But I really need that boy
Oh I'm livin' a lie
It makes me wanna cry

I saw him again last night
And you know that I shouldn't
To string me along's just not right
If he couldn't he wouldn't

But what can I do, I'm lonely too
And it makes me feel so good to know
 That he'll never leave me

A feast for the eyes

When I tried to find hurdy-gurdy music on YouTube, I first had to wade through innumerable versions of Donovan's lame '60s song, which doesn't even have a hurdy-gurdy in it. I vagely remembered Allen Ginsberg reciting his poetry (Howl, perhaps?) while cranking one of these.

I could not figure it out: it had a sound kind of like Highland bagpipes, but it could also sound very Middle Eastern. It had a drone in the background with a "chanter" playing a repetitive tune, perhaps due to the restriction in range. It was fingered, not blown, but wind instruments are fingered too, aren't they? I had to turn to Wiki, and they told me this:

The hurdy gurdy or hurdy-gurdy (also known as a wheel fiddle) is a stringed musical instrument that produces sound by a crank-turned rosined wheel rubbing against the strings. The wheel functions much like a violin bow, and single notes played on the instrument sound similar to a violin. Melodies are played on a keyboard that presses tangents (small wedges, usually made of wood) against one or more of the strings to change their pitch. Like most other acoustic stringed instruments, it has a sound board to make the vibration of the strings audible.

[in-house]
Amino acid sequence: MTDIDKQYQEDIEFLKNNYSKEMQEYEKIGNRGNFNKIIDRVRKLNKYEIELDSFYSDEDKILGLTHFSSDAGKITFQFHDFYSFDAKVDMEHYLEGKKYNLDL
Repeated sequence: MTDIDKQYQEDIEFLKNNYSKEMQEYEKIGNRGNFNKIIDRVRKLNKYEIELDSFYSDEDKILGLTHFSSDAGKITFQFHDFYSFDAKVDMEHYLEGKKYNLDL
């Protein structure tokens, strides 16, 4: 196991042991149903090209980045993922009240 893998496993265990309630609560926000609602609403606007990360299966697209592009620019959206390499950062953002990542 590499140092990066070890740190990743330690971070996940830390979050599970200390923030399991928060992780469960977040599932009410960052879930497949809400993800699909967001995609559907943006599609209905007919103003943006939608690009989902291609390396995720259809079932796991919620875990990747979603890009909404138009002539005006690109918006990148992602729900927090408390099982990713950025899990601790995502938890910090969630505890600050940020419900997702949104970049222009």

Most hurdy gurdies have multiple 'drone strings,' which provide a constant pitch accompaniment to the melody, resulting in a sound similar to that of bagpipes. For this reason, the hurdy gurdy is often used interchangeably with or along with bagpipes, particularly in French and contemporary Hungarian folk music.

So I was partially right. A stringed instrument that plays bagpipe music. Unfortunately I could follow this path all day (and for months) and collect more and more odd-looking, odd-sounding videos of rare or antique/obsolete instruments. I posted this mainly because the hurdy-gurdy looks so gorgeous, and at least appears to be ancient. The musical performance is minimal.

Help me, I'm lost! I need to get on with my work, and all this stuff keeps on intruding.

An instrument built for two

Now this one is strange, very very strange. I'm still trying to wrap my mind around the tromba marina, that huge horn-like thing that turns out to be a massive, elongated, rectangular violin. This must be an overgrown hurdy-gurdy, but in this case it's so huge that it has to be operated (surely not played) by two. The effect is oddly electrified, like a modern rock guitar, and I can imagine Jimi Hendrix's version of The Star-Spangled Banner played on this, though the elderly European-looking musicians probably wouldn't know it.

So what would you do with this to transport it, to get it from place to place: a flatbed truck? How would you protect it from the elements (because it looks like one of those outdoor instruments)? Throw a tarp over it? Shrink-wrap it? The questions never end.

I like to think the instruments we have today have grandparents, and great-grandparents, and so on and so on. The crumhorn somehow turned into a sort of oboe, the rackett into - well, perhaps the modern-day fire extinguisher, and then - there's this.

Maybe it's like the dinosaurs, or the ancient period of "megafauna" when huge mammals ruled the earth, giant sloths and beavers the size of an apartment complex. Maybe over the centuries, things slowly shrank to a more manageable level. Or maybe this thing is just a wild card, predating the electric guitar by at least a millenium.